Monday, 28 January 2013

Church Government: Anglicanism

I'm trying to get a clearer understanding on the distinctives of different church structures/governments and which is most biblical if there can be argued one. So I borrowed a book, Who Runs The Church: 4 views on church government.

It presents 4 models, Episcopalianism, Presbyterianism, Single-Elder Congregationalism, and Plural-Elder Congregationalism. The book is part of the Counterpoints series by Zondervan where on a particular theological point or doctrine, various different views are presented by different people, and each presenter also responds to other's views.

Of these 4 views, I am most interested in the Anglican way (Episcopalianism) and the Presbyterianism. I am hoping that reading this book will help me to get a better understanding of the two and that I can know whether my conscience would be clear to, well, pursue ordained ministry in the future.

I decided to read the 4 views as the proponents present them first, and go back to read their responses to each view. I'll try to record some of the learnings and summaries I get from the book here, and this is the first of several that may come.

So far, I've read the introduction by the editor Steven Cowan, and the Episcopalianism presented by the late Peter Toon. One thing that struck me was the fact that more than anything else, the most distinctive thing they proposed regarding the Anglicanism was the presence of bishops. I knew they existed in the Anglican church, but did not know what they did and what they signified, so it was a good learning for me. So here's my summary of Anglican church structure, what they do and why they do that way:
1) The English term may vary, but basically, a Presbyter/Elder/Rector leads a local church/parish.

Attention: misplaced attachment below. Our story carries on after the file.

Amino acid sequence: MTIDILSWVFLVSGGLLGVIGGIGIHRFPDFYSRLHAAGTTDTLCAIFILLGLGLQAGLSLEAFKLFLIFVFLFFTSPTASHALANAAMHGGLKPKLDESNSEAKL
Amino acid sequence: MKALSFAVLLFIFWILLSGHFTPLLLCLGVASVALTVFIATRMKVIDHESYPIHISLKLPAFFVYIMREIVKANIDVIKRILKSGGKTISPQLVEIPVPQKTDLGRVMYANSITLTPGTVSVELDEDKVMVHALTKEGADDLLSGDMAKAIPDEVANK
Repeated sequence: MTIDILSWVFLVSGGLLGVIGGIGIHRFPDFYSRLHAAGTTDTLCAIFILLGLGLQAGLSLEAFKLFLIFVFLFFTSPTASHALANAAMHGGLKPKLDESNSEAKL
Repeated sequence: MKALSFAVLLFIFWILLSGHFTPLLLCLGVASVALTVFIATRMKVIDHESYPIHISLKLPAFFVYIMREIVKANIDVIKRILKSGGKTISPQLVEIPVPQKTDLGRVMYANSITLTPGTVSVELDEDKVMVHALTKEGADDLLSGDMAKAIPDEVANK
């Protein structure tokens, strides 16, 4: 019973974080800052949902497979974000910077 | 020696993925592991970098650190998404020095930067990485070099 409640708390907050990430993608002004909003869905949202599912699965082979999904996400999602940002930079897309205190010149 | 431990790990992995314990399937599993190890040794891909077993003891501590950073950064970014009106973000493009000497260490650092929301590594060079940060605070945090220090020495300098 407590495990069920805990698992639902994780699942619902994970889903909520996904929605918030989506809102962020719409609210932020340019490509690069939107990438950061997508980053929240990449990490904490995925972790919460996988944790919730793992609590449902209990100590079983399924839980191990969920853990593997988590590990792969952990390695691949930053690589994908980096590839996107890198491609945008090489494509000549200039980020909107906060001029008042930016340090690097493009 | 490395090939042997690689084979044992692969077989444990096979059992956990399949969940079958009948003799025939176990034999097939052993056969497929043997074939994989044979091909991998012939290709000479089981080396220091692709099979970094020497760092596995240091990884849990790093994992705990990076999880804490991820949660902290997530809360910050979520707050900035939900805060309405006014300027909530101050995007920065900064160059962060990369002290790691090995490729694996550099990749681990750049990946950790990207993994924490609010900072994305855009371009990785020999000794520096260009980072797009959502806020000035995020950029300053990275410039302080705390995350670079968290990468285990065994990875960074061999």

2) While bishop may not interfere directly with the local ministry of a church he is not the direct member of, only a bishop(s) can ordain others to become a presbyter in the diocese(region) and have certain authority within it. (The Roman Catholic Pope's authority over all churches is rejected as a groundless claim both in history as well as in the bible.)
3) This allowed them to claim that they maintained the apostolic succession through ordination of bishops. In today's society where history isn't regarded so important, this might seem trivial, but I can see that this connection with the ancient church is somehow important.
4) A diocese makes major decisions in synod which comprises of three houses, bishops, clergymen (presbyters and deacons), and laymen. All three need to agree to make major decisions, while bishops or the archbishop have certain higher authority because of the nature of the offices they hold.
5) Still, archbishop is not the head of a local church.
6) The most important reasons for this structure seems to stem from two convictions Anglicans hold, a) the bible does NOT prescribe a church structure, and b) this structure is the way the church developed into for the first 5 centuries under the guidance of the Holy Spirit.
7) Since the Anglicans do not insist that there is one true church structure that the bible prescribes, they seem to be more open to other forms of doing church compared to other denominations.
8) However, there are 2 main advantages of doing church this way: a) through hierarchy and singular leadership of a local church, they achieve ministry efficiency, while at the same time, b) they can combat heresies effectively. (Although, seeing how much of Anglicanism worldwide are plagued with liberalism, I am not so sure of the second point.)

After reading this chapter, I found it so persuasive, I felt I was ready to be an Anglican (oh, wait, wasn't I already one anyway?)

But then I started reading the Presbyterianism chapter, and before I got through first 5 pages, I felt this was IT. Presbyterianism all the way! Oh, dear, this isn't going to be easy. I hope I don't become a Plural-Elder Congregationalist just because that's the last chapter of the book!

Anyway, one note to myself at this stage.
The biggest issue that I have with the Anglican church is the fact that they do not have an official plural-elder leadership in a local church. It's not that the senior minister runs the church by himself, it doesn't work that way anyway. Any churches big enough all have "elder-like" people helping the senior minister in running of the church. But lacking the official recognition and appointments, the decision making power still solely rests on one minister in a local church in the end. I hoped Peter Toon would defend the Anglicanism regarding the plural-elder leadership in a local church, but it didn't touch that issue. I wonder if this would be addressed in other parts of the book.

No comments: